January 8, 2009

Kidnapped in Iran
Istanbul, Turkey

Veysel, an old friend of our CouchSurfing host Cihan (pronounced G-haun), came over tonight and told us quite an amazing story…

He and four of his buddies are paragliding fanatics, turned instructors. They're all Turkish, and spend the summer months giving tourists casual thrills with the sport.

The idea came up between the five of them that they'd get out of Turkey for a few months and practice their craft in Nepal. They made some calls and managed to get themselves sorted with a company who was in need of experienced pilots for the upturn in demand.

In late-2005, Veysel and another of the five ended up flying out there, whereas the other three sought to travel overland (a trip that would probably take a good 45 days to complete).

About a month into the road trip the two (now working in Nepal) lost contact with the traveling trio. They couldn't reach them by text message, voice, or e-mail.

Days turned into a week—then weeks. They were missing.

Well, what had actually happened was that Veysel's friends had been kidnapped driving through eastern Iran (where Iran, Pakistan and Afghanistan meet).

Armed gunmen stopped the car, which they apparently mistook to be occupied by 'wealthy' Brits (because of the gear-laden 4×4 they were driving).

The trio told them that they weren't British, but Turks—Muslim Turks.

The gunmen asked them to prove it by going through a prayer. Luckily, one of the three knew how do to this from memory, and with a look at their passports, the gunmen pretty much slapped their foreheads—oops.

They apologized, but said they were going to take the trio hostage anyway.

They left the car and the gear and walked the three into Afghanistan (which wasn't that far, just a handful of miles).

Meanwhile, Veysel's friend working with him in Nepal went back to Turkey because his grandfather had died, leaving Veysel alone. Eventually, he decided to pack things up and just travel around India (with like 100+ pounds of personal and paragliding equipment in tow).

The media started picking up word of the kidnapping, and their demands:

Three Turkish paraglide pilots are being held hostage on the Silk Road by a gang under the guise of the Taliban. Negotiations are currently underway for the release of the three men, Serdar Durna (31), Yurdaer Etike (36) and Avni Ozan (49), abducted by an active gang, whilst they were paragliding in the Zenedan area in Iran. The three Turkish tourists, who began their trip on the Silk Road through Pakistan, India and Nepal, on December 7, 2005 in Turkey, stopped off to paraglide in Zahedan before leaving Iran to enter Pakistani territory.

As Ministry of Foreign Affairs of Turkey said, Iranian authorities mobilized all their facilities in order to rescue our relatives but after 20 days from the day incident has occurred there has not been any positive progress.

Demands from the group ranged between the release of prisoners, and a whopping one-million euros ($1.2m, £565,000) per captive.

But Iran wasn't negotiating. In fact, Veysel says that Iran made a final counter-offer that ultimately saw the release of all three: We're not going to give you a single euro. Let them go or we'll execute each and every one of prisoners affiliated with those you want released.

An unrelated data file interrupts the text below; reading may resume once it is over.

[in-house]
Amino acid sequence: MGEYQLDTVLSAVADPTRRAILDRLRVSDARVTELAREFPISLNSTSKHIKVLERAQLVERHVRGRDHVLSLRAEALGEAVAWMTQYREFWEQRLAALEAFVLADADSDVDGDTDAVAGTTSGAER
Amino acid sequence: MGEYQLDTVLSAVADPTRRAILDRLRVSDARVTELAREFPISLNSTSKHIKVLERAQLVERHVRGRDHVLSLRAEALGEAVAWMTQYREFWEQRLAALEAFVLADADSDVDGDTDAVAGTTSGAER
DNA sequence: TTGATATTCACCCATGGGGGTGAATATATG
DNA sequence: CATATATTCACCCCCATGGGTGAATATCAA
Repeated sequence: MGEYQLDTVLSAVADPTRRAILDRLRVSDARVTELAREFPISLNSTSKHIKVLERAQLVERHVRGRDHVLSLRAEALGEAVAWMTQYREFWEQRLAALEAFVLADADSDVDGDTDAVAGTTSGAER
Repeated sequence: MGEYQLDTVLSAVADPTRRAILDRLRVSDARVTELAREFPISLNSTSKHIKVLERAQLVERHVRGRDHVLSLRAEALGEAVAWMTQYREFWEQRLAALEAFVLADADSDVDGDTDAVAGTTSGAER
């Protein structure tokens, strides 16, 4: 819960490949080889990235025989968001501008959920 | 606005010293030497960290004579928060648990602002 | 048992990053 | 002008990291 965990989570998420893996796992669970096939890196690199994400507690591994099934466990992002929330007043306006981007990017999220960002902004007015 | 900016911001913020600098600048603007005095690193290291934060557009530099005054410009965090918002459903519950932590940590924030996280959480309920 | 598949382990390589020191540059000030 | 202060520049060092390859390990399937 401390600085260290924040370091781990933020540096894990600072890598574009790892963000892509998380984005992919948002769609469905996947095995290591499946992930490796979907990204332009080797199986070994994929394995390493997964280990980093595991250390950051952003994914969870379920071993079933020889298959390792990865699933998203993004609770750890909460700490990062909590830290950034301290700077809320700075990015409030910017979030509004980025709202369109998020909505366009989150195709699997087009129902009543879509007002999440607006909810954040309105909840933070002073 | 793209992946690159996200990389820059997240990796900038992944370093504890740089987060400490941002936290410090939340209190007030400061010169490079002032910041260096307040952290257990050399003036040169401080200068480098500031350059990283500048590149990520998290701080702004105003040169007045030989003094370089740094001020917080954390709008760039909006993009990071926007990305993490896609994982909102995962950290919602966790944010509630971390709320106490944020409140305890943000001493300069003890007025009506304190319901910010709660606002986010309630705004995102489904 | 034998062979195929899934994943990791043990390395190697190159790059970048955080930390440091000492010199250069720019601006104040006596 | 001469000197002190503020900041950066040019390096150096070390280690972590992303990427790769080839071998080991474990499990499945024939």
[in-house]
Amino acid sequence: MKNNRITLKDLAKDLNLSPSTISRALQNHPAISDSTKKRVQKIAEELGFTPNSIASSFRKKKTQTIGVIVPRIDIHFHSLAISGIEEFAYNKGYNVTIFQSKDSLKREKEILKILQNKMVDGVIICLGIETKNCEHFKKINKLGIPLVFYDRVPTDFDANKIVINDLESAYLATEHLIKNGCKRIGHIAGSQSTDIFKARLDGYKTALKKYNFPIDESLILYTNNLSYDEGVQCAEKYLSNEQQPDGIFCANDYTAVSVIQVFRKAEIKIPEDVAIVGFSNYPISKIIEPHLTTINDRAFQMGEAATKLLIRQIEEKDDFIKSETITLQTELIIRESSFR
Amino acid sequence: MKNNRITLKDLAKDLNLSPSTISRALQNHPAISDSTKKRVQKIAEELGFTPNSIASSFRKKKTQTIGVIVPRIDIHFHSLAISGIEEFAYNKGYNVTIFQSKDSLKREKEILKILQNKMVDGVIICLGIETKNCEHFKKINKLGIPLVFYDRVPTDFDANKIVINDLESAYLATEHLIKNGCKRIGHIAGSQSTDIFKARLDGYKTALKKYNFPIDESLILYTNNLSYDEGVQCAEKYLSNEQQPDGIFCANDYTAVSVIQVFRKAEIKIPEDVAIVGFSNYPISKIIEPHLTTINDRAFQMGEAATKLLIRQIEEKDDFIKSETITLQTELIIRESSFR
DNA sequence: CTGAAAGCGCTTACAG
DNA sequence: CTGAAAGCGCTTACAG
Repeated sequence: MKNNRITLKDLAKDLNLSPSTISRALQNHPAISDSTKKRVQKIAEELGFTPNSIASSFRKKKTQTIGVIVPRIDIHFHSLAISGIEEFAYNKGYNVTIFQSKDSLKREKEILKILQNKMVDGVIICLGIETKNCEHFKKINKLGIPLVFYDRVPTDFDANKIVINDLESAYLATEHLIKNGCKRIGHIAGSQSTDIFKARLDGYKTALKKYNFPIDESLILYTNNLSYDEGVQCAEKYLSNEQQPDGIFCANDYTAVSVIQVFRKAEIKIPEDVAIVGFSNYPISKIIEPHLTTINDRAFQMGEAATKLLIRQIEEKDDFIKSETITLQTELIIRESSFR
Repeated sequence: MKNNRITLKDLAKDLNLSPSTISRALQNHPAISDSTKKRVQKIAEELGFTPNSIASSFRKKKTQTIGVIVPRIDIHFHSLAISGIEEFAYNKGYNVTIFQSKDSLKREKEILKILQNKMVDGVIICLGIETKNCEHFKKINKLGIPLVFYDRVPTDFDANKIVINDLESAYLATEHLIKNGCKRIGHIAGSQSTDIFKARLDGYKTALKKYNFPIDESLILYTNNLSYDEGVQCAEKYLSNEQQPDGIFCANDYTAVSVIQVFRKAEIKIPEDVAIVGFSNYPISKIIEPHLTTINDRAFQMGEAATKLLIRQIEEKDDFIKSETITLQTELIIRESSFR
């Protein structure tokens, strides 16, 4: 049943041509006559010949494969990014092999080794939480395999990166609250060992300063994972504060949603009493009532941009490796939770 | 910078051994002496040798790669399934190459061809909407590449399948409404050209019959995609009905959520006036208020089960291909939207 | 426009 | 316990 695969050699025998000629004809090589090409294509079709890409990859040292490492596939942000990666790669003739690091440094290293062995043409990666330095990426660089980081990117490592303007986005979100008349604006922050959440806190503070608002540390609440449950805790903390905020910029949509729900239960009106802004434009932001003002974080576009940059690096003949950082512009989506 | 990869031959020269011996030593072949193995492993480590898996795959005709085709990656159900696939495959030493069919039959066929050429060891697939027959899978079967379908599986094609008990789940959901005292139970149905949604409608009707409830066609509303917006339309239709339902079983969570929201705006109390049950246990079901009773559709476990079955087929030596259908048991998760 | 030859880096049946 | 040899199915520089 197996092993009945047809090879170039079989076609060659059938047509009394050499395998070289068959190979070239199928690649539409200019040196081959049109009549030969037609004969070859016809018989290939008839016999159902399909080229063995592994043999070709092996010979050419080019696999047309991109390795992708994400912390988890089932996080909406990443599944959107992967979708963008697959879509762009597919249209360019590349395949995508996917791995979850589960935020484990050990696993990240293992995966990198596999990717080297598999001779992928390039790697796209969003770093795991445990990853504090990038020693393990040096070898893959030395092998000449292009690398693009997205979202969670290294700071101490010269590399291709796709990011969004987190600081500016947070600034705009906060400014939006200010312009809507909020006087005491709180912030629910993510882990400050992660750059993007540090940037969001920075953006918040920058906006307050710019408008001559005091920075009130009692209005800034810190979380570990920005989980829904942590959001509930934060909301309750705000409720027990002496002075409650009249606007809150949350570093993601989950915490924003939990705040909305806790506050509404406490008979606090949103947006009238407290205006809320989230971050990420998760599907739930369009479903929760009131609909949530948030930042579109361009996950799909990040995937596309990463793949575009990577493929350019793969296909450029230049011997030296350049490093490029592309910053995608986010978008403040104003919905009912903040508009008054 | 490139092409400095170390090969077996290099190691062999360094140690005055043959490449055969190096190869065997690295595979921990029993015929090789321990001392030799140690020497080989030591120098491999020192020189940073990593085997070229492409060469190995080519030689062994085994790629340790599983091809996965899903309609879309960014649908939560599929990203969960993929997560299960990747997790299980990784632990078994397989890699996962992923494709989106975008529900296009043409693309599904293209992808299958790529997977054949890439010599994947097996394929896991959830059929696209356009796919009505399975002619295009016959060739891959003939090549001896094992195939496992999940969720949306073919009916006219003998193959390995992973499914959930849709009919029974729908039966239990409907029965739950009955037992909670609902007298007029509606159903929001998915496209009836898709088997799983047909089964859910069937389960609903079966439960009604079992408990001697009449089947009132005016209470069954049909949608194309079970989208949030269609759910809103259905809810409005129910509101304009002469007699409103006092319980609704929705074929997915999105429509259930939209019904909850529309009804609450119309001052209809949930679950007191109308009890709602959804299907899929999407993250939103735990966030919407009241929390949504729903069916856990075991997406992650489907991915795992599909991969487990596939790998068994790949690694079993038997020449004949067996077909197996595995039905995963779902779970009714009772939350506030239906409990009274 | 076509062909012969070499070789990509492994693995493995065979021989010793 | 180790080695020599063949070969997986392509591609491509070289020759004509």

…Three Turkish paragliders who were held for more than three weeks by kidnappers in southeastern Iran returned home to Istanbul. "We had a lucky escape. We were constantly issued with death threats," one them, Yurdaer Etike, told reporters at the airport.

The Real Story

Ah, but Yurdaer's quote (above) was slightly exaggerated. He wasn't misquoted, just had a slightly skewed (subjective) perception of things.

You see, the two older guys of the three didn't have a very good time in captivity. But the third, Serdar, a close friend to Veysel (our storyteller), recounted a more entertaining version that didn't make the papers:

The truth was that the kidnappers treated these guys pretty well (as far as kidnapping goes). They weren't living in a cave someplace, but in a home on the outskirts of a town.

In true Middle Eastern hospitality, the trio were always given food first, and allowed to eat their fill before their kidnappers partook in the meal.

They'd invite them to go out on walks together in the area, and once, one even gave his assault rifle to Serdar to hold at his back as he marched him into the home (arms raised, as if he'd gotten the best of him). …They all burst out laughing!


After it became apparent they weren't going to get any cash or friends released from prison the kidnappers finally shrugged and walked them back to their car. Amazingly, both the vehicle and all their gear were still there, untouched.

And do you want to know the best part about all this?

Serdar still keeps in contact with the kidnappers—text messages and the occasional phone call…


From the News: Turkish tourists set free in Iran [BBC]


The United States


March 3rd, 2009

I have a feeling this story would not make it into an episode of "24"

The United States


March 3rd, 2009

This would make a fine comedy movie.



March 4th, 2009

Gives the idea of Stockholm Syndrome a whole new twist, doesn't it.

The United States


March 5th, 2009

Makes my life of dealing drugs seem so low key…how sad. Maybe I should start a prostitution ring to catch up?
I love that he keeps in contact with them.

Note: Comments are open to everyone. To reduce spam and reward regular contributors, only submissions from first-time commenters and/or those containing hyperlinks are moderated, and will appear after approval. Hateful or off-topic remarks are subject to pruning. Your e-mail address will never be publicly disclosed or abused.